A recent, albeit retrospective, study suggests a correlation.
MedPage Today reports on a recent JAMA study that looked at patients who had an acute coronary syndrome. It found that those who took both a proton pump inhibitor (PPI), like omeprazole, Nexium or Protonix, with Plavix had a 25 percent increased risk of death or rehospitalization.
If true, that’s a pretty significant finding, especially since PPIs are being reflexively prescribed to more patients, especially those who are hospitalized and report symptoms consistent with esophageal reflux.
What’s the cause? Apparently, “both drugs share common metabolic pathways mediated by . . . the liver. Supporting this explanation, both translational and clinical studies have demonstrated that PPIs reduce the antiplatelet effects of clopidogrel.”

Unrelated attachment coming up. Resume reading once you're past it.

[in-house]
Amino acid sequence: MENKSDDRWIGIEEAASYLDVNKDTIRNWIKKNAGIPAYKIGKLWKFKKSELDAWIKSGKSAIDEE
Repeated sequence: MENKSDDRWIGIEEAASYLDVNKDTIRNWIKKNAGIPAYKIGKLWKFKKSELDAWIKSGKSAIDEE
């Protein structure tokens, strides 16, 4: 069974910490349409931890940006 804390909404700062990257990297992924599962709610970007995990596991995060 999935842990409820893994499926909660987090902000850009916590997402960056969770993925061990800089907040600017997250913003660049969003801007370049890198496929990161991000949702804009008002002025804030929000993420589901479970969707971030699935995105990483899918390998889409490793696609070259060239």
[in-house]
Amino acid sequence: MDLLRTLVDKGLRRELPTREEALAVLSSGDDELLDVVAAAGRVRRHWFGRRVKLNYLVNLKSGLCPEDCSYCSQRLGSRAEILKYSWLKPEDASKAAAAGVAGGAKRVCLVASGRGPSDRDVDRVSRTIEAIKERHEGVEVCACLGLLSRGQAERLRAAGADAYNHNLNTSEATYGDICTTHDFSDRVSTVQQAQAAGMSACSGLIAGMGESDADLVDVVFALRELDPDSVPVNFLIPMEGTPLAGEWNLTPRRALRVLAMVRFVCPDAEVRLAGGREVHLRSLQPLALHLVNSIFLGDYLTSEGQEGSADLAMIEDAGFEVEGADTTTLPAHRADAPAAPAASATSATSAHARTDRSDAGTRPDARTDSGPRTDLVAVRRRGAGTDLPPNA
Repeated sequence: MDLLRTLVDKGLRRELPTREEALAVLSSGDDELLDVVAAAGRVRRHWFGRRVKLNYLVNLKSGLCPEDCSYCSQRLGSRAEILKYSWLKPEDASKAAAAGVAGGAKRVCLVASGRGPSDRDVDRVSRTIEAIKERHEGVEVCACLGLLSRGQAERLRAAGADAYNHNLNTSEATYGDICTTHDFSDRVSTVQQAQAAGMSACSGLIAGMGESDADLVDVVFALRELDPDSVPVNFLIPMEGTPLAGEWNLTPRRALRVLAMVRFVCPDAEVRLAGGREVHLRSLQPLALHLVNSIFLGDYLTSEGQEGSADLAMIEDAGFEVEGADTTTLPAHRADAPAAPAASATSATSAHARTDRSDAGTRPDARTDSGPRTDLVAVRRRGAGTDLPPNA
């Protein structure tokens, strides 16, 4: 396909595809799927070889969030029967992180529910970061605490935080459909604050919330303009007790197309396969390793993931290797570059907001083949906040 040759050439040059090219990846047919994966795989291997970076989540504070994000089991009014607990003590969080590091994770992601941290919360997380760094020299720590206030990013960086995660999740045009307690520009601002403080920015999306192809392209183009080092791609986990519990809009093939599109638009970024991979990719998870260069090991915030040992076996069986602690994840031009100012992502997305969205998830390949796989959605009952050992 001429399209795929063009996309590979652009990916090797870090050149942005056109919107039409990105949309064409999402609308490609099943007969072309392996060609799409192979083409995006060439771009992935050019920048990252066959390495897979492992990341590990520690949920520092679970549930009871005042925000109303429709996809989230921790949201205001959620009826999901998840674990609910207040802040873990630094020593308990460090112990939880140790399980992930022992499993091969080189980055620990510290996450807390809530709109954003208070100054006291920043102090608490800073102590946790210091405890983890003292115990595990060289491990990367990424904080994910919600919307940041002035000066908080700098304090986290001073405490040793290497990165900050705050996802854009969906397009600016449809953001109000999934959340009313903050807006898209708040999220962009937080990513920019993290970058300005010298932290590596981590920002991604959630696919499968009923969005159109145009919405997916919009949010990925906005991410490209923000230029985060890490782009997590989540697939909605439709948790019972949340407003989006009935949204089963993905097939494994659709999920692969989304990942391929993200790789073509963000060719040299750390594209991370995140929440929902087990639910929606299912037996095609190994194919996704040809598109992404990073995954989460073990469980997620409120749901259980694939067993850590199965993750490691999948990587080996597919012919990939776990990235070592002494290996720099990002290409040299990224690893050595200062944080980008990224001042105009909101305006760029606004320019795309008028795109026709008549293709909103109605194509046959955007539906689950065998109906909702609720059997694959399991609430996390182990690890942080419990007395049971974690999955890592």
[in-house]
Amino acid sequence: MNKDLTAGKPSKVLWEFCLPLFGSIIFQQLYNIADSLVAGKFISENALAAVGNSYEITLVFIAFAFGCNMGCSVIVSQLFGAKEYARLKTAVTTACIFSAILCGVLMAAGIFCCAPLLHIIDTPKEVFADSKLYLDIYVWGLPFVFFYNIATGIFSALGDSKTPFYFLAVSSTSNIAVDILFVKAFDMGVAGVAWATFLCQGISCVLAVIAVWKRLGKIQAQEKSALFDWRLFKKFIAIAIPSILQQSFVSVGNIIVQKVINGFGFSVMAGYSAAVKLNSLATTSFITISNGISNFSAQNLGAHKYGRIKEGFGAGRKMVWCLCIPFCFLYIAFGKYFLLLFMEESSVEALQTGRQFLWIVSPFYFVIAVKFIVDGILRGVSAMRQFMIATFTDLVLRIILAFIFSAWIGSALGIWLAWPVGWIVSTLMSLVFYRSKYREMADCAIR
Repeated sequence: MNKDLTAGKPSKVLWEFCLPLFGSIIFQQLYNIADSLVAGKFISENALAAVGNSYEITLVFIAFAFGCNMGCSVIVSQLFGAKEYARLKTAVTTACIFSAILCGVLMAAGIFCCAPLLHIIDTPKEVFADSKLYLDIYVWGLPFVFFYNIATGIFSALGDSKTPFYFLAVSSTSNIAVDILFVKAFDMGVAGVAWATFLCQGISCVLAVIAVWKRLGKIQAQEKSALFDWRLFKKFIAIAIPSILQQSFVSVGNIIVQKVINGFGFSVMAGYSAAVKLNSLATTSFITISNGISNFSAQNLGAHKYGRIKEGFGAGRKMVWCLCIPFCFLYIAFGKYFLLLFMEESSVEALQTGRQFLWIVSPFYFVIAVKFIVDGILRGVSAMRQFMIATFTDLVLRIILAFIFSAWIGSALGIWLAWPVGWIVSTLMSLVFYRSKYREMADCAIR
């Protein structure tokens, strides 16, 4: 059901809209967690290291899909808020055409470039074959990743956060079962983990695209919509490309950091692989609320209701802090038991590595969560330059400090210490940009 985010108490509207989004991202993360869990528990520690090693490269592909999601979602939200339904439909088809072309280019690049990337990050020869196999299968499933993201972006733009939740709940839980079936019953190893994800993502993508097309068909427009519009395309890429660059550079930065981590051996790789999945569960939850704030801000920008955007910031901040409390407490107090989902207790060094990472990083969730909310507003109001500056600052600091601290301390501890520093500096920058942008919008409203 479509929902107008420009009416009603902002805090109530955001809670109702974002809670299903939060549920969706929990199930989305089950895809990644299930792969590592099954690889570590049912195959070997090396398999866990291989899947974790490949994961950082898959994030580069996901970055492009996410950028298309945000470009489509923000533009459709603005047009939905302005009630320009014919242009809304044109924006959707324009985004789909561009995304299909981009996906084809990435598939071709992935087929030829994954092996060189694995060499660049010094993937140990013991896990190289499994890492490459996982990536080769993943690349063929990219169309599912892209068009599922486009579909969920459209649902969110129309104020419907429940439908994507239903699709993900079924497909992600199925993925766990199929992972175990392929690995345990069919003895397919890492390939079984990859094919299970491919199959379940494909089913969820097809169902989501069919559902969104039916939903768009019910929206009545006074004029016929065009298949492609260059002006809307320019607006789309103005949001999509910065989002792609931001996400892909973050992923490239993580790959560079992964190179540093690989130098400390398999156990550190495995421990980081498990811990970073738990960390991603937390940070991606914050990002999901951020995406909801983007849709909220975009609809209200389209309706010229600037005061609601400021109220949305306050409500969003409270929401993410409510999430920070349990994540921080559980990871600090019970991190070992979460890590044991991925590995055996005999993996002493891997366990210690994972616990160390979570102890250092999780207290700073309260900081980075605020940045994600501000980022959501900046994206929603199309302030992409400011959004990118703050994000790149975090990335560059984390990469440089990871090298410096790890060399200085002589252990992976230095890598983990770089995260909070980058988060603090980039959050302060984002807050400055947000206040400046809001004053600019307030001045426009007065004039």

A more interesting hypothesis is that those on PPIs are simply sicker, thus, “patients taking both drugs are simply at higher risk.”
Not sure if that latter reason holds water.
Like all retrospective studies, it needs to be corroborated by prospective, double-blind studies, but the results should give pause to doctors thinking of starting PPIs in the context of treating acute coronary syndrome patients with Plavix.